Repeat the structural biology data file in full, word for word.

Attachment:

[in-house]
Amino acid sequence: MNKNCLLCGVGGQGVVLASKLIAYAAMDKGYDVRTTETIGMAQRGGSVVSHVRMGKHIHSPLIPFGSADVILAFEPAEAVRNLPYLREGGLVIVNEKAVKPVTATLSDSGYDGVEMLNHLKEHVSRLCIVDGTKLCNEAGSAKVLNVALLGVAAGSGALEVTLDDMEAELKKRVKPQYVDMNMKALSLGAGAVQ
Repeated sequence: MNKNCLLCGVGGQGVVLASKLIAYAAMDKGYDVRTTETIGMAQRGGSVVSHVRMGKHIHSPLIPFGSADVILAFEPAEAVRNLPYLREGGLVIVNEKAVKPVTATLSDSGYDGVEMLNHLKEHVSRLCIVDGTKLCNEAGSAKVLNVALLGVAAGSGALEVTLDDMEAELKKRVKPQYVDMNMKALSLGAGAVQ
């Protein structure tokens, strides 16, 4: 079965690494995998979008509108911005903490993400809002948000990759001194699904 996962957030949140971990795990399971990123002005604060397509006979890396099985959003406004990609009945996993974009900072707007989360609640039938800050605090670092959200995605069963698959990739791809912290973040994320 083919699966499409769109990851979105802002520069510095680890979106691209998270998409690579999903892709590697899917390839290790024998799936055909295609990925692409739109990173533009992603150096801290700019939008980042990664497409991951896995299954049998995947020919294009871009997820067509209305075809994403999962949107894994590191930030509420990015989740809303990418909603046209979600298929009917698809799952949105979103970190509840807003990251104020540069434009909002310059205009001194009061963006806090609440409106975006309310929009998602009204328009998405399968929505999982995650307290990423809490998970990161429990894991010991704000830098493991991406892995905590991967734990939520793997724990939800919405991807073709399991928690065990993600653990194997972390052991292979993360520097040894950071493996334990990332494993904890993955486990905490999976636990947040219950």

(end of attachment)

[in-house]
Amino acid sequence: MNKNCLLCGVGGQGVVLASKLIAYAAMDKGYDVRTTETIGMAQRGGSVVSHVRMGKHIHSPLIPFGSADVILAFEPAEAVRNLPYLREGGLVIVNEKAVKPVTATLSDSGYDGVEMLNHLKEHVSRLCIVDGTKLCNEAGSAKVLNVALLGVAAGSGALEVTLDDMEAELKKRVKPQYVDMNMKALSLGAGAVQ
Repeated sequence: MNKNCLLCGVGGQGVVLASKLIAYAAMDKGYDVRTTETIGMAQRGGSVVSHVRMGKHIHSPLIPFGSADVILAFEPAEAVRNLPYLREGGLVIVNEKAVKPVTATLSDSGYDGVEMLNHLKEHVSRLCIVDGTKLCNEAGSAKVLNVALLGVAAGSGALEVTLDDMEAELKKRVKPQYVDMNMKALSLGAGAVQ
């Protein structure tokens, strides 16, 4: 079965690494995998979008509108911005903490993400809002948000990759001194699904 996962957030949140971990795990399971990123002005604060397509006979890396099985959003406004990609009945996993974009900072707007989360609640039938800050605090670092959200995605069963698959990739791809912290973040994320 083919699966499409769109990851979105802002520069510095680890979106691209998270998409690579999903892709590697899917390839290790024998799936055909295609990925692409739109990173533009992603150096801290700019939008980042990664497409991951896995299954049998995947020919294009871009997820067509209305075809994403999962949107894994590191930030509420990015989740809303990418909603046209979600298929009917698809799952949105979103970190509840807003990251104020540069434009909002310059205009001194009061963006806090609440409106975006309310929009998602009204328009998405399968929505999982995650307290990423809490998970990161429990894991010991704000830098493991991406892995905590991967734990939520793997724990939800919405991807073709399991928690065990993600653990194997972390052991292979993360520097040894950071493996334990990332494993904890993955486990905490999976636990947040219950």